But it is more than that. ELP has changed my life so dramatically in seven months that my previous life seems foreign. It is not just a network or program. It is a family. We talk every day, and when we gather, it is electric. The group’s collective energy is staggering, and the bonds that form are so instant and deep that they seem impossible or unsustainable. It has no reasonable analogy to anything else I’ve experienced. And our one unifying thread is our shared Japanese American heritage.
ELP taught me that there is still an astonishing and uniquely beautiful power in bringing our community together. It shows that there are young Japanese Americans we can bring into this group, and that the future of USJC is bright if we’re willing to find them. USJC does a lot of tremendous programming, but to me, my experience was proof that this very basic task – providing a place for Japanese Americans to meet, network and collaborate – is USJC’s most vital work and its greatest reason for existing.
Take my class. We couldn’t have traveled more wildly diverse roads to being called Japanese American, but somehow that commonality still echoes cleanly across gaps in personal history, language and geography. It vibrates at the same frequency from a deep and primitive place in each of us. USJC has finally given that essential part of us a home and a family to share it with. It’s enough to make you want to, well, cry.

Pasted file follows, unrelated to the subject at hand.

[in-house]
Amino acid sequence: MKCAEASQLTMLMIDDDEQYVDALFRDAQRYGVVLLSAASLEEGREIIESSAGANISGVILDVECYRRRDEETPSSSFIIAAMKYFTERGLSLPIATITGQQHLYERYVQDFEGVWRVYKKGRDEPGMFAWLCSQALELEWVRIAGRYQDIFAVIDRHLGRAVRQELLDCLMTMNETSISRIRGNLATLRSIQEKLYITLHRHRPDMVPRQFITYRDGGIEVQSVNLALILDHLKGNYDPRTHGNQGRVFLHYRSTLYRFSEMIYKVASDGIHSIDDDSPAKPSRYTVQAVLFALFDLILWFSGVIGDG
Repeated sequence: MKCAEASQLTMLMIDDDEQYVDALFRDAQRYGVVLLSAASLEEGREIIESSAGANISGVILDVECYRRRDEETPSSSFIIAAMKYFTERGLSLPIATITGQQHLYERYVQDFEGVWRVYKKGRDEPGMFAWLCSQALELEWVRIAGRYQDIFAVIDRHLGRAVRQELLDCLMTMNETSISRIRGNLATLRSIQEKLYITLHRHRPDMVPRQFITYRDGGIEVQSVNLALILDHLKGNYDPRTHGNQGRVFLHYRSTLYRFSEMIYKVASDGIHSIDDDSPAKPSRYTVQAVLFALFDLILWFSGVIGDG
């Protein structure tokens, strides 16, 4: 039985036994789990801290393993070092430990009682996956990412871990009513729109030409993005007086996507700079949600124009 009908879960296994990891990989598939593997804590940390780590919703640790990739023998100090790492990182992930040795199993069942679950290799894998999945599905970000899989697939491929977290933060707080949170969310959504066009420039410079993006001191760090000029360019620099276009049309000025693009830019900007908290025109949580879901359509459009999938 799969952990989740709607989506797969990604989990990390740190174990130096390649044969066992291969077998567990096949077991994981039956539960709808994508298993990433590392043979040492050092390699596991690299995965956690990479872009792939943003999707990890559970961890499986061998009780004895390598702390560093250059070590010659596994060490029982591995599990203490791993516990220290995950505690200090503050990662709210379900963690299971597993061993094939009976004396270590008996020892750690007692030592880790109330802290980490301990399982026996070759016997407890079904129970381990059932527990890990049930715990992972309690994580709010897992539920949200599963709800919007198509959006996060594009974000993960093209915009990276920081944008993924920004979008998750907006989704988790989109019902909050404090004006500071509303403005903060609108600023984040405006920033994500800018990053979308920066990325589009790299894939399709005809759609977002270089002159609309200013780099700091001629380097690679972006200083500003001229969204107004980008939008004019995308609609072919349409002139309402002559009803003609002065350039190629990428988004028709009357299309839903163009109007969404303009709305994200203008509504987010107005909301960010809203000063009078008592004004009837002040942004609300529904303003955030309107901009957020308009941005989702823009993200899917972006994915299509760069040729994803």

I guess when you think about it, nine out of twelve isn’t bad.
2016 TOMODACHI ELP applications will be opening soon! For more information, see the Announcements section below.
Registration Now Open: 2016 USJC Annual Conference
Monday, November 14, 2016 to Tuesday, November 15, 2016
(There will also be TOMODACHI Emerging Leaders programming on Nov. 12 and USJC Members Day programming on Nov. 13)
Imagine. Innovate. Inspire. – The Silicon Valley Experience
USJC is pleased to announce that registration is now open for our Seventh Annual Conference, to be held in Silicon Valley, California. Held in the center of high-tech startups and development, this year’s Conference will be an opportunity to advance an innovative agenda in U.S.-Japan relations, exchange views among leaders about challenges and opportunities, and identify ways that the U.S.-Japan relationship can be strengthened. It will be attended by hundreds of distinguished American and Japanese leaders from all sectors, providing a unique opportunity for learning and networking. It will highlight innovation and entrepreneurship, and inspire the next generation of leaders. The venue is as follows:
Hyatt Regency Santa Clara
5101 Great America Pkwy
Santa Clara, CA 95054